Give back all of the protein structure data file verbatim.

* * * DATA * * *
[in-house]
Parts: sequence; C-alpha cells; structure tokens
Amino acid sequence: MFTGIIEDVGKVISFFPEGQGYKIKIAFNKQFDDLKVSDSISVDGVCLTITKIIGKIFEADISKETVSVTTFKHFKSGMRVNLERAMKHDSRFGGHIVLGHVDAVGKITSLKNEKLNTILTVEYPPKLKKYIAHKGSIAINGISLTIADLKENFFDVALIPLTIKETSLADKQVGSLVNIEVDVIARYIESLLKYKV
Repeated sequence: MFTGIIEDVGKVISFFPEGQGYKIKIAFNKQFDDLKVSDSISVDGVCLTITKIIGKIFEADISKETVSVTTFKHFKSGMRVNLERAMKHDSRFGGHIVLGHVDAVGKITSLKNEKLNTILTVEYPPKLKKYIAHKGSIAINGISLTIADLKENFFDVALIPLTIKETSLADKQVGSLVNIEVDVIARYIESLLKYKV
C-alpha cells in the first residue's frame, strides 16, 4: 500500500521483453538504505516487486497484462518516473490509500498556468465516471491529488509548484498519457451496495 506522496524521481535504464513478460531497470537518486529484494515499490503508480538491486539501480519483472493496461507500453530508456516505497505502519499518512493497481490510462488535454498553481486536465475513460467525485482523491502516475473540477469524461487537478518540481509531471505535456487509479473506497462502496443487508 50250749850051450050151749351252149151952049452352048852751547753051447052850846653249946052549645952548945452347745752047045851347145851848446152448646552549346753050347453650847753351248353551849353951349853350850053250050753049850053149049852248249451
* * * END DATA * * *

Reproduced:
[in-house]
Parts: sequence; C-alpha cells; structure tokens
Amino acid sequence: MFTGIIEDVGKVISFFPEGQGYKIKIAFNKQFDDLKVSDSISVDGVCLTITKIIGKIFEADISKETVSVTTFKHFKSGMRVNLERAMKHDSRFGGHIVLGHVDAVGKITSLKNEKLNTILTVEYPPKLKKYIAHKGSIAINGISLTIADLKENFFDVALIPLTIKETSLADKQVGSLVNIEVDVIARYIESLLKYKV
Repeated sequence: MFTGIIEDVGKVISFFPEGQGYKIKIAFNKQFDDLKVSDSISVDGVCLTITKIIGKIFEADISKETVSVTTFKHFKSGMRVNLERAMKHDSRFGGHIVLGHVDAVGKITSLKNEKLNTILTVEYPPKLKKYIAHKGSIAINGISLTIADLKENFFDVALIPLTIKETSLADKQVGSLVNIEVDVIARYIESLLKYKV
C-alpha cells in the first residue's frame, strides 16, 4: 500500500521483453538504505516487486497484462518516473490509500498556468465516471491529488509548484498519457451496495 506522496524521481535504464513478460531497470537518486529484494515499490503508480538491486539501480519483472493496461507500453530508456516505497505502519499518512493497481490510462488535454498553481486536465475513460467525485482523491502516475473540477469524461487537478518540481509531471505535456487509479473506497462502496443487508 50250749850051450050151749351252149151952049452352048852751547753051447052850846653249946052549645952548945452347745752047045851347145851848446152448646552549346753050347453650847753351248353551849353951349853350850053250050753049850053149049852248249451